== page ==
We also decided to integrate some shelving into the structure. To save money, we recycled some boards salvaged from concrete forms left over from a previous project. The builder was going to throw them away. By ripping them and constructing the shelving using nails recovered from a disassembly I performed years ago, we were able to save quite a bit of money. We intend to place three more shelves as the building gets higher.
We are very impressed with the stability of the structure and the simplicity of the engineering. I am convinced that with some imagination and careful planning, a very efficient, comfortable and attractive family dwelling could be made for very little outlay other than the sweat equity. A small price to pay for no mortgage and a super green house!
More to come....
Sunday, August 15, 2010
If you are like me, those parts of the gospel that emphasize our need to be concerned for the poor are sometimes haunting. Sure, I give generously when a dire local or international need arises and I sponsor elderly and growing children through World Vision and Angels of the Poor. But my insistent prayer now for several years is to be able to do something beyond just sending a check. Something hands on. And while we can't all be Mother Teresa, there really should be something we can do in the providence of our daily lives to engage in making a difference for those less blessed by material wealth.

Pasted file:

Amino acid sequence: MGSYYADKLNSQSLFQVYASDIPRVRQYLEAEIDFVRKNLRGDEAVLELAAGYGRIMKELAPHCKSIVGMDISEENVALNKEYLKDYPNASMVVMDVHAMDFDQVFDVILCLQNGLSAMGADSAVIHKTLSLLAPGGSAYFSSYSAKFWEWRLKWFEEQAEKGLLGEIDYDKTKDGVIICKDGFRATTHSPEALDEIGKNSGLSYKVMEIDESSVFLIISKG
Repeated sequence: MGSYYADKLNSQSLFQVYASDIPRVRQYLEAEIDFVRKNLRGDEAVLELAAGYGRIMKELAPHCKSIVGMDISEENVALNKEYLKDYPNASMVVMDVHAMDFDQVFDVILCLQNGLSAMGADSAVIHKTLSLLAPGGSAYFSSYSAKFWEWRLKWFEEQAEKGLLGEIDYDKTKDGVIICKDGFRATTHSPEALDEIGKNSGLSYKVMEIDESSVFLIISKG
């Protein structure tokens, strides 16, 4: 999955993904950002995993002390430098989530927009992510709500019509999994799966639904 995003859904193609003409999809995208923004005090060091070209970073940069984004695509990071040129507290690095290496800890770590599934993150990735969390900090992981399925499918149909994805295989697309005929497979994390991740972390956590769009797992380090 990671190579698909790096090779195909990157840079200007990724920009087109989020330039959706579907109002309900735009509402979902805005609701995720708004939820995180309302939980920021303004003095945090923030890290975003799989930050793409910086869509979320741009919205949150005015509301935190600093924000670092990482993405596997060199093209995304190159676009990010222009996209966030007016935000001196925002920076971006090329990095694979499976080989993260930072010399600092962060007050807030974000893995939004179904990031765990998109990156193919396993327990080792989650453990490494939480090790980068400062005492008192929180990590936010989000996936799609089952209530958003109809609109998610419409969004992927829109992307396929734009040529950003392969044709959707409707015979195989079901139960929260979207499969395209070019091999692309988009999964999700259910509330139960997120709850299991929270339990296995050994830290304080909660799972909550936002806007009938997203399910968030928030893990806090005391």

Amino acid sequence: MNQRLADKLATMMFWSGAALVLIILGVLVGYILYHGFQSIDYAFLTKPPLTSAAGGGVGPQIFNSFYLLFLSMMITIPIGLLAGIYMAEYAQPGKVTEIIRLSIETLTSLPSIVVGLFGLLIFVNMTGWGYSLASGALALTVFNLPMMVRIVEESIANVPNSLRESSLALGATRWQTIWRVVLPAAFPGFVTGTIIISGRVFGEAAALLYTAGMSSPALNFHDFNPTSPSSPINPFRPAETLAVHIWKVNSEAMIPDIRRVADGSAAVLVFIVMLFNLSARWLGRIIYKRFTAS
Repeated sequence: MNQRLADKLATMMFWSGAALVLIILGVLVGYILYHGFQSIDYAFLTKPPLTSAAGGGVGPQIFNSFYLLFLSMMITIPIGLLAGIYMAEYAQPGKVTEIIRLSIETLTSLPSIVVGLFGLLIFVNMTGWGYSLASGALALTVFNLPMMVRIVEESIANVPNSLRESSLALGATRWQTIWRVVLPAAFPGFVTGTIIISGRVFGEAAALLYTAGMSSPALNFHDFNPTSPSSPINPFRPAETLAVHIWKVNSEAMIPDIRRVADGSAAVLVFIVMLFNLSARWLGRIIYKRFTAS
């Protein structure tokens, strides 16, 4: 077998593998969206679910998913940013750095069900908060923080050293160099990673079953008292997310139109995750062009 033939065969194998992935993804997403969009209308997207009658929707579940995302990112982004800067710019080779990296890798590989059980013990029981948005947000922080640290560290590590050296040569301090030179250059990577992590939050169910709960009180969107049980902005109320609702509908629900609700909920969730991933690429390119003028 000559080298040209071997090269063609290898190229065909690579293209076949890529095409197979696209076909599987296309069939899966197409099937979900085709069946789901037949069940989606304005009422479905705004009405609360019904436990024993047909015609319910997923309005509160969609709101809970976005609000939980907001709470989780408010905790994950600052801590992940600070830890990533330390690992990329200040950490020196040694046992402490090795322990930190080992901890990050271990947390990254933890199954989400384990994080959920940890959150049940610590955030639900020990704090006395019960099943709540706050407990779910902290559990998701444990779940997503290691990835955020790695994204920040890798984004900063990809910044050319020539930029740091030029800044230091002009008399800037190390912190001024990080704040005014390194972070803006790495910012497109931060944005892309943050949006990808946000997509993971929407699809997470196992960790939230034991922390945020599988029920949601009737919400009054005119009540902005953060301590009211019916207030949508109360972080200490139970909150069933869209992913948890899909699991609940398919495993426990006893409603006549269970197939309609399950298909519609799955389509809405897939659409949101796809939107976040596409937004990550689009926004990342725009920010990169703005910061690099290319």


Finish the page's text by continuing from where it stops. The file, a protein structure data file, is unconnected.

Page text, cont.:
My wife Kety has recently begun making cheese from our abundant goat milk. The Chevres and Mozzarellas are quickly made (and eaten) so she wants to venture into the harder types that requiring aging in a root cellar. After doing some initial research, I came across an old/new concept of building structures from available local dirt using 'earth bags'. Earth bags are essentially used or discarded feed bags filled with dirt and stacked to build incredibly strong and energy efficient buildings. Similar to the rammed earth houses that have served people from time immemorial and somewhat reminiscent of the familiar igloo shape of our neighbors to the far North.
With the help of my son Bernard, we are tackling a 10 foot diameter structure that we hope will maintain a constant temperature of around 55 degrees - perfect for aging cheese. If it works - we will then attempt an actual living quarters, perhaps a hermitage or a small guest house. If we become proficient at this, our goal is to introduce the concept to others with the intention of helping people of limited means to build their own simple dwellings. Sort of a super green Habitat for Humanity.
Keep us in your prayers, and we will keep you posted on our progress!